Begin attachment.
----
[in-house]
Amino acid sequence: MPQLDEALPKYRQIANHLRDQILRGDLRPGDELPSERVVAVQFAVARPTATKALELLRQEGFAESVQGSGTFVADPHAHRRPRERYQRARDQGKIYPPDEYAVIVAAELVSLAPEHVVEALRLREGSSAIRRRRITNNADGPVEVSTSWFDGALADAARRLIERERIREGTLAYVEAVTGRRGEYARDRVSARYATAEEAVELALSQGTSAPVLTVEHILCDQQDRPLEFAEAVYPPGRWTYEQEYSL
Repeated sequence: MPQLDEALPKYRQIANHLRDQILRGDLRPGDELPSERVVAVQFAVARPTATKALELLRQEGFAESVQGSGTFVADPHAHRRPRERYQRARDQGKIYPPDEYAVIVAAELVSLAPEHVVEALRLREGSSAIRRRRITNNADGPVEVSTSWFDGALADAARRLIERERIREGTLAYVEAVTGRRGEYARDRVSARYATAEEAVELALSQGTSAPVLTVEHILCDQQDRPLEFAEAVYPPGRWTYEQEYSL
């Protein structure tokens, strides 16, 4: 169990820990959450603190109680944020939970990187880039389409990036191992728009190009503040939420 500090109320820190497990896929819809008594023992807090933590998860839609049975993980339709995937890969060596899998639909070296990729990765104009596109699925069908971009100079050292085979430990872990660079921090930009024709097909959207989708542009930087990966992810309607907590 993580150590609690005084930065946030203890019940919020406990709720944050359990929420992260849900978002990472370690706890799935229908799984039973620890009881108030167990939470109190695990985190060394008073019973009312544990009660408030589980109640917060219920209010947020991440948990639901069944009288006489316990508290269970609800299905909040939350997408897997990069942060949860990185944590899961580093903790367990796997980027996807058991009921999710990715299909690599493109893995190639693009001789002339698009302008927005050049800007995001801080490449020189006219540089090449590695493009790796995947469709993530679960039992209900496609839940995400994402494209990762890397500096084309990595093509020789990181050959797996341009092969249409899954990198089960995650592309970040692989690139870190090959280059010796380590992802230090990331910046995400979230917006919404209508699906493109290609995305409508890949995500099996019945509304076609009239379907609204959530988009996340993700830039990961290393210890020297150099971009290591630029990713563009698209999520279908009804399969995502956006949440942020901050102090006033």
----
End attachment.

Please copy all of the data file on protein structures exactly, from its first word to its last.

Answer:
[in-house]
Amino acid sequence: MPQLDEALPKYRQIANHLRDQILRGDLRPGDELPSERVVAVQFAVARPTATKALELLRQEGFAESVQGSGTFVADPHAHRRPRERYQRARDQGKIYPPDEYAVIVAAELVSLAPEHVVEALRLREGSSAIRRRRITNNADGPVEVSTSWFDGALADAARRLIERERIREGTLAYVEAVTGRRGEYARDRVSARYATAEEAVELALSQGTSAPVLTVEHILCDQQDRPLEFAEAVYPPGRWTYEQEYSL
Repeated sequence: MPQLDEALPKYRQIANHLRDQILRGDLRPGDELPSERVVAVQFAVARPTATKALELLRQEGFAESVQGSGTFVADPHAHRRPRERYQRARDQGKIYPPDEYAVIVAAELVSLAPEHVVEALRLREGSSAIRRRRITNNADGPVEVSTSWFDGALADAARRLIERERIREGTLAYVEAVTGRRGEYARDRVSARYATAEEAVELALSQGTSAPVLTVEHILCDQQDRPLEFAEAVYPPGRWTYEQEYSL
């Protein structure tokens, strides 16, 4: 169990820990959450603190109680944020939970990187880039389409990036191992728009190009503040939420 500090109320820190497990896929819809008594023992807090933590998860839609049975993980339709995937890969060596899998639909070296990729990765104009596109699925069908971009100079050292085979430990872990660079921090930009024709097909959207989708542009930087990966992810309607907590 993580150590609690005084930065946030203890019940919020406990709720944050359990929420992260849900978002990472370690706890799935229908799984039973620890009881108030167990939470109190695990985190060394008073019973009312544990009660408030589980109640917060219920209010947020991440948990639901069944009288006489316990508290269970609800299905909040939350997408897997990069942060949860990185944590899961580093903790367990796997980027996807058991009921999710990715299909690599493109893995190639693009001789002339698009302008927005050049800007995001801080490449020189006219540089090449590695493009790796995947469709993530679960039992209900496609839940995400994402494209990762890397500096084309990595093509020789990181050959797996341009092969249409899954990198089960995650592309970040692989690139870190090959280059010796380590992802230090990331910046995400979230917006919404209508699906493109290609995305409508890949995500099996019945509304076609009239379907609204959530988009996340993700830039990961290393210890020297150099971009290591630029990713563009698209999520279908009804399969995502956006949440942020901050102090006033």